Music is a form of art, and although there are many ways to define art, one definition is “intentional specialness”. We live in a universe ruled by randomness and chaos, and things that aren’t chaotic (meaning they have elements of planning, intention, predictability, uniqueness, etc underpinning them) register in our minds as interesting.
Put another way: the universe is a random series of numbers (1, 4, 2, 7, 9, 3, 6, 4, 1, 2) while art is a non-random series (1, 2, 3, 4, 1, 2, 3, 4, 1, 2, 3, 4).
Art is a man-made island of reason in an ocean of stochastic chaos. Even works of art that seem chaotic (like a Jackson Pollock painting) have “intentionality” behind them. Pollock wants his paintings to look that way. It’s not an accident.
Listen to the sounds around you. Bird chirps. The humming of an air conditioner. A passing car. All of it’s just a boring canvas of random noise. But then, consider music: a series of frequencies carefully arranged in time by a composer. A steady beat. A steady rhythm. An E superimposed over a C# to create a sad minor third. A submediant (VI) resolving back to the tonic (I). All of it planned, all of it deliberate.
The power of music isn’t that it sounds pleasant (noise rock, death metal, etc). It’s that it’s special!
So why does music sound empty to you?
Assuming your brain is neurologically undamaged, my guess is that you’ve listened to so much of it that the “specialness” has gone away. That it’s been a part of your life for so long that your brain has totally habituated to it and you no longer perceive it as distinct or different to the rest of the background noise in the world.
William S Burroughs said that the new addicts shoot smack to feel good, while old addicts shoot smack to feel normal. And eventually you stop feeling anything at all.
We rely on specialness to give our lives meaning, but it’s short lived and easily destroyed. The first act of sexual intercourse on a movie screen was a transgressive, outrageous statement. The 2,436,734th act of sexual intercourse was just lazy button-pushing.
But people still keep trying. Much of our lives are spent shuffling around in the dark, trying to recapture the ghost of specialness that was exorcised long ago.No Comments »
An internet celebrity would probably read the poem and think Ozymandias had it easy. He lost his empire, but at least he left behind two trunkless legs of stone and an inscription. A Vine star can disappear entirely. There are no low and level sands: the internet in 2016 is more like an ocean of quicksand in 9-magnitude earthquake riding a subducting tectonic plate straight into the asthenosphere. Changing trends, changing media, nobody having any clear idea what works and what doesn’t…Fame achieved on the internet is only slightly longer-lasting than fame achieved by starring in an ISIS beheading video.
Time for my quarterly Maddox check-in. Yep, still alive.
I’ve written before about how I obsessively check everyone I’ve ever heard of to make sure they haven’t died. In Maddox’s case, I check to make sure he hasn’t committed suicide. He just seems like he’s on that road. He updates his website with bitter rants with zero jokes. He alienates friends and business partners. He actively repudiates much of his early writings – you get the vibe of an aging musician insulting the hits that brought him fame. His last book failed. His next one will probably do the same. Everything I see from him depresses me.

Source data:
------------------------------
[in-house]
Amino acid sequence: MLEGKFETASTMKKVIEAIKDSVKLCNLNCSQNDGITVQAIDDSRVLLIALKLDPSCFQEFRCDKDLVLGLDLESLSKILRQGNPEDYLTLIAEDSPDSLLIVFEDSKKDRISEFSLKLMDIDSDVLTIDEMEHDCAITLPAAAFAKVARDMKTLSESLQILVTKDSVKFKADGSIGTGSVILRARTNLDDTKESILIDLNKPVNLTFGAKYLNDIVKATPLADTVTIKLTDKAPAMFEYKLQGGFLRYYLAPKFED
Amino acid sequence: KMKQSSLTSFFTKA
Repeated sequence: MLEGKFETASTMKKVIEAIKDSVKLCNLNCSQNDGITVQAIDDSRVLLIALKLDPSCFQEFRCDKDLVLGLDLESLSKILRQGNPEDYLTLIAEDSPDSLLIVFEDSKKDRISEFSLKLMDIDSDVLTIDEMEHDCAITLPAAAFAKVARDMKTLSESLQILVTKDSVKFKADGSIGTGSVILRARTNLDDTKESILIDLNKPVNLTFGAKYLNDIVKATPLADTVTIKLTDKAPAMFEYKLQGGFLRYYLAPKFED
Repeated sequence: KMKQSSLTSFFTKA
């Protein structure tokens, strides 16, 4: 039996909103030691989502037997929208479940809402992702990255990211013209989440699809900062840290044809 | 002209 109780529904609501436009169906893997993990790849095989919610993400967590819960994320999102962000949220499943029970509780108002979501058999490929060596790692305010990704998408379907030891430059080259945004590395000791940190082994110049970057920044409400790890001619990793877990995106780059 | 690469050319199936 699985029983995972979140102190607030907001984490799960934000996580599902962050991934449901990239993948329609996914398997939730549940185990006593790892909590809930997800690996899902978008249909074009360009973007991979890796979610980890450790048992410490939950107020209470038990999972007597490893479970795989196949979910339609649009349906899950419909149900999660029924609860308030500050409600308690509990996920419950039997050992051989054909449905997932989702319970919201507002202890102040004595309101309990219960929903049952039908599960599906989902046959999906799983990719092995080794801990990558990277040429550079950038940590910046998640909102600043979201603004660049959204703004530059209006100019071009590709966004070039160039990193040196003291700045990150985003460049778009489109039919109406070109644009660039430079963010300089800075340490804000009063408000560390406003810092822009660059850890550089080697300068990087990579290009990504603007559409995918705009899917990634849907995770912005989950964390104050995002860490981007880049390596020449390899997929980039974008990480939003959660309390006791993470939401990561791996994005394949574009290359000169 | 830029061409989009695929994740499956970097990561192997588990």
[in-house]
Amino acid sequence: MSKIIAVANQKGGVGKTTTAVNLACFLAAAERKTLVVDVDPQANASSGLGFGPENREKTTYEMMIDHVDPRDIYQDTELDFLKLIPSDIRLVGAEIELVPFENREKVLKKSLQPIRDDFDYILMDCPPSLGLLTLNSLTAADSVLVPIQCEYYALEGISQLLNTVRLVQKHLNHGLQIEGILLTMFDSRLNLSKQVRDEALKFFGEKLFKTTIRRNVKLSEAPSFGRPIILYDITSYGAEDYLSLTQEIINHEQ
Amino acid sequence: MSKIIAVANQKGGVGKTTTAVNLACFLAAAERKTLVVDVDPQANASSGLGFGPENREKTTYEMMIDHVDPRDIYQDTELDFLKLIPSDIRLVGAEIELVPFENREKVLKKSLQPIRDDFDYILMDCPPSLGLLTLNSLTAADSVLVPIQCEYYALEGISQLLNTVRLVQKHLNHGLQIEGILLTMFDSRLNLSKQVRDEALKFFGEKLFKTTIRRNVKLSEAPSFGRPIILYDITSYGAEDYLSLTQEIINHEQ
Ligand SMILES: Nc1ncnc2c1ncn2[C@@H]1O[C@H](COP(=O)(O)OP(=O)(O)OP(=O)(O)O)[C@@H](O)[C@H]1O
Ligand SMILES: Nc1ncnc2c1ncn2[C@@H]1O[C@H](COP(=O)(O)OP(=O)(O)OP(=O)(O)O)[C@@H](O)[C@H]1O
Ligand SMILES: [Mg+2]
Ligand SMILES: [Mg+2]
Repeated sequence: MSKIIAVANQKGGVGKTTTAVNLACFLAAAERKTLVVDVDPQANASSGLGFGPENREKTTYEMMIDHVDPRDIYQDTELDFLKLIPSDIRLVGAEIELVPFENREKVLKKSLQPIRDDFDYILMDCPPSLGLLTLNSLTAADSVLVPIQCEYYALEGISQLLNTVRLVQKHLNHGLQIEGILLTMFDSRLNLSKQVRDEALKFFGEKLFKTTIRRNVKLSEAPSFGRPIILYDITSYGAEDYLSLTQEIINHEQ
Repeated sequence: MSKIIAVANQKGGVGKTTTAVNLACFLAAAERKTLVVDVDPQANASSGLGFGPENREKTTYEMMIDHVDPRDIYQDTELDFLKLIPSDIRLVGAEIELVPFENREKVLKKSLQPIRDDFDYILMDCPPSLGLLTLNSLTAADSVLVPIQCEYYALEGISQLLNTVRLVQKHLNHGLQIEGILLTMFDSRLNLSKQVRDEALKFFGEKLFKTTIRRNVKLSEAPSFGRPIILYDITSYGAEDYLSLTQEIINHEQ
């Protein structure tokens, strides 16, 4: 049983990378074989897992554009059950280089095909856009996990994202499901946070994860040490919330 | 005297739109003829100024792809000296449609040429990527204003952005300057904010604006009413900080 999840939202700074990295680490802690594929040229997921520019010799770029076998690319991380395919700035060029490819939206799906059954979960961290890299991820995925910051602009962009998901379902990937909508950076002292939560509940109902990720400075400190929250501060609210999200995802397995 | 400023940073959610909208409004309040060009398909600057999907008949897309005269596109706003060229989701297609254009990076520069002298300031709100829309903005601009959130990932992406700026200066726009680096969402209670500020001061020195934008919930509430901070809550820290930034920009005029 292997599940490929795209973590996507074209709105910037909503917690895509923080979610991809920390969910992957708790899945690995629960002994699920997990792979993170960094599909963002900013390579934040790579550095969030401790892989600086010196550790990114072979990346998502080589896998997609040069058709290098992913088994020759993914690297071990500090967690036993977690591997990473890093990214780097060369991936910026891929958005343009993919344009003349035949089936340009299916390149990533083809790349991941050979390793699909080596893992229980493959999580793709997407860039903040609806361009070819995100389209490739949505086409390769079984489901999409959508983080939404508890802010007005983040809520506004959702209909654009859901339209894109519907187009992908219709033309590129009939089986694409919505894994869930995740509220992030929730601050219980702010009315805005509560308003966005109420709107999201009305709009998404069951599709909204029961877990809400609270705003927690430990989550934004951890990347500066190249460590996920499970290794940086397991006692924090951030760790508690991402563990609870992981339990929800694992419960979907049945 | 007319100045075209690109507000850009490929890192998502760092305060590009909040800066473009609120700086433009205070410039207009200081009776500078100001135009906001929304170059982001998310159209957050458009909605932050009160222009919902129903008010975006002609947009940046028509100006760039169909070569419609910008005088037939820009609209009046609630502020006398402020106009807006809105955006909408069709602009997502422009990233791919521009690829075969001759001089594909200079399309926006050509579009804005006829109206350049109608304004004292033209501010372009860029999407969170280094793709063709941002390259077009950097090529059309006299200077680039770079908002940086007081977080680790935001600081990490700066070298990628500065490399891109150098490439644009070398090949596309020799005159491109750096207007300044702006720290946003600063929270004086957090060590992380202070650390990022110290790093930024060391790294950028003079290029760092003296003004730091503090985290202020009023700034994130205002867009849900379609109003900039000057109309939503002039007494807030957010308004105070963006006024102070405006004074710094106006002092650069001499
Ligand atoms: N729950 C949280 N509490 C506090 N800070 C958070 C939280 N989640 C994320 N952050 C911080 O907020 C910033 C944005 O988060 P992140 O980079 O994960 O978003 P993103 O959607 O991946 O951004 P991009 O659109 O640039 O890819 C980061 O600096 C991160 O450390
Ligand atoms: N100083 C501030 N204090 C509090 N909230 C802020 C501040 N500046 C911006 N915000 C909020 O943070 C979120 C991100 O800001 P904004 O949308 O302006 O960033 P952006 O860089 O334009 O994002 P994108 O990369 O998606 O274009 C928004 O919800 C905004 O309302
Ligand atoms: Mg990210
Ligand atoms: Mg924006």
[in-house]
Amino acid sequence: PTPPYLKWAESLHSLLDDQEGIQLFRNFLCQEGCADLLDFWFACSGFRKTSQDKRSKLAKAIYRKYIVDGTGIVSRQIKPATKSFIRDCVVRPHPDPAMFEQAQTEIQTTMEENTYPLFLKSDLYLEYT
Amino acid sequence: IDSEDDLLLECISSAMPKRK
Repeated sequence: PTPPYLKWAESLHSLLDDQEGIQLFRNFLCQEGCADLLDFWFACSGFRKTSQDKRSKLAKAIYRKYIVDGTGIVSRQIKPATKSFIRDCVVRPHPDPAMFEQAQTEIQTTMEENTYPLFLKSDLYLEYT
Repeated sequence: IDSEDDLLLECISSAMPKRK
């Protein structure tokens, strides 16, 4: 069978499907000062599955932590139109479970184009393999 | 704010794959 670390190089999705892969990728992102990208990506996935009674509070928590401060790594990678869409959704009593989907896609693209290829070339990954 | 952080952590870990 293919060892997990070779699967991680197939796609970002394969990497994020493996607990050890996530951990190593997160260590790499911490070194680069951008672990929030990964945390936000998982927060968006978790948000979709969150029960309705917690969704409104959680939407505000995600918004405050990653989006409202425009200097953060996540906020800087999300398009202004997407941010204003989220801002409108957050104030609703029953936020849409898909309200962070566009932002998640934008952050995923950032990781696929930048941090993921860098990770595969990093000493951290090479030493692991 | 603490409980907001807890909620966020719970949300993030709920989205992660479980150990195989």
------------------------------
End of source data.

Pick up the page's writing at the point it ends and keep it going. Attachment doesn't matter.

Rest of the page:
When I first found him in 2004, he was at the top of his game. He had a hilarious shtick (which I’d describe as “smart person pretending to be stupid person pretending to be a smart person”…read his stuff and you’ll get it), a series of wildly popular viral articles, and rabbit ears for internet culture of the time (SomethingAwful, bash.org, etc). His site was getting monstrous amounts of traffic, with zero promotion. He inspired countless imitators.
Around 2005, gaps between articles started going from weeks to months. From September 2007 to September 2010 he published a whopping six articles. And this was around the point where you could no longer afford to do that – the internet was changing, and it went from “charismatic writers with loyal followings” to “clickbait writers dangling shiny objects in front of your face, and hoping you weren’t distracted by an even shinier object”. By the time Maddox finally came “back” (sorta), he’d lost all the momentum he’d built up. His articles now get tens of thousands of hits. It used to be millions.
He’s still an interesting person. Not so much for the content he’s putting out (which is sporadic and shitty), but for the brief glimpses behind the curtain.
He seems to be trying to rebrand, to “pivot”, as political wonks are saying now. This video has been edited to include a grovelling “explanation” of why he used the word “gay”. His rejection of his first book is a calculated move to deflect blowback from a passage that appears to recommend sexual assault (if you’re an idiot with no understanding of satire or humor). I don’t know why he even bothers. The people who are offended by such things are intractable to apologies. They don’t want him to grovel, they just want him destroyed.
To be fair, he’s always been a conflicted guy. What I liked about his occasional forays into politics was that he’d be so unpredictable in his stances. On some topics he’d lean left, on others right, on still others he’d take a view shared by no political ideology I’m aware of.
But now he’s virtually repudiating his edgelord past. It’s a shame, but it’s not surprising. People get older, and people change. Tucker Max is now an entrepreneur. Thilo Savage took down his site after it apparently caused problems for his professional career. Robert Hamburger…god, I don’t even know. If I think too much about him I’ll read Real Ultimate Power one last time.
A shattered visage.No Comments »